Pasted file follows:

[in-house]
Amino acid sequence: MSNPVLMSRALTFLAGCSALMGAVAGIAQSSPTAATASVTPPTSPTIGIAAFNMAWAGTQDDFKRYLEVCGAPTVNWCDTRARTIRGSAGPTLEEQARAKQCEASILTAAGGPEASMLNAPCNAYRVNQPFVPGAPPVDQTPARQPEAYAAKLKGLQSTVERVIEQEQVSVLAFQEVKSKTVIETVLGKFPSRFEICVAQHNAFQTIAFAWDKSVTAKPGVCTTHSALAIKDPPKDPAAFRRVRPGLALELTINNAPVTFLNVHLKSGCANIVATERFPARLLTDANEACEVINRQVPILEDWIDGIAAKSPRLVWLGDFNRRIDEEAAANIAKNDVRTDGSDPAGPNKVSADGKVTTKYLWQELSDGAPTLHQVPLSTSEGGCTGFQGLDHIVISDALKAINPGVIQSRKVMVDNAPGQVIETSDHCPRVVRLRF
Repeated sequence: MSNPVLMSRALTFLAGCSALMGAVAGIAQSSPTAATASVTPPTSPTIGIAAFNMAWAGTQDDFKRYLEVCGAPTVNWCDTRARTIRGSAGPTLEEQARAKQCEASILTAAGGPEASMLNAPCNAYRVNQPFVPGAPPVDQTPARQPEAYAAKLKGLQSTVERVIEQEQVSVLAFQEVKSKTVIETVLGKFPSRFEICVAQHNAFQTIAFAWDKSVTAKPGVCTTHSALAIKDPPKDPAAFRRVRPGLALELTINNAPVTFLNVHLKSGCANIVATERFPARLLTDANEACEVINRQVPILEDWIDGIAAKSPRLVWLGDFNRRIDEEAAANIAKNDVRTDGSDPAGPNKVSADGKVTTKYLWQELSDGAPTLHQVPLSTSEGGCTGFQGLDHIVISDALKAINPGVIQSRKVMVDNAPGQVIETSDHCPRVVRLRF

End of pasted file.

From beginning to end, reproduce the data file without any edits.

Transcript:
[in-house]
Amino acid sequence: MSNPVLMSRALTFLAGCSALMGAVAGIAQSSPTAATASVTPPTSPTIGIAAFNMAWAGTQDDFKRYLEVCGAPTVNWCDTRARTIRGSAGPTLEEQARAKQCEASILTAAGGPEASMLNAPCNAYRVNQPFVPGAPPVDQTPARQPEAYAAKLKGLQSTVERVIEQEQVSVLAFQEVKSKTVIETVLGKFPSRFEICVAQHNAFQTIAFAWDKSVTAKPGVCTTHSALAIKDPPKDPAAFRRVRPGLALELTINNAPVTFLNVHLKSGCANIVATERFPARLLTDANEACEVINRQVPILEDWIDGIAAKSPRLVWLGDFNRRIDEEAAANIAKNDVRTDGSDPAGPNKVSADGKVTTKYLWQELSDGAPTLHQVPLSTSEGGCTGFQGLDHIVISDALKAINPGVIQSRKVMVDNAPGQVIETSDHCPRVVRLRF
Repeated sequence: MSNPVLMSRALTFLAGCSALMGAVAGIAQSSPTAATASVTPPTSPTIGIAAFNMAWAGTQDDFKRYLEVCGAPTVNWCDTRARTIRGSAGPTLEEQARAKQCEASILTAAGGPEASMLNAPCNAYRVNQPFVPGAPPVDQTPARQPEAYAAKLKGLQSTVERVIEQEQVSVLAFQEVKSKTVIETVLGKFPSRFEICVAQHNAFQTIAFAWDKSVTAKPGVCTTHSALAIKDPPKDPAAFRRVRPGLALELTINNAPVTFLNVHLKSGCANIVATERFPARLLTDANEACEVINRQVPILEDWIDGIAAKSPRLVWLGDFNRRIDEEAAANIAKNDVRTDGSDPAGPNKVSADGKVTTKYLWQELSDGAPTLHQVPLSTSEGGCTGFQGLDHIVISDALKAINPGVIQSRKVMVDNAPGQVIETSDHCPRVVRLRF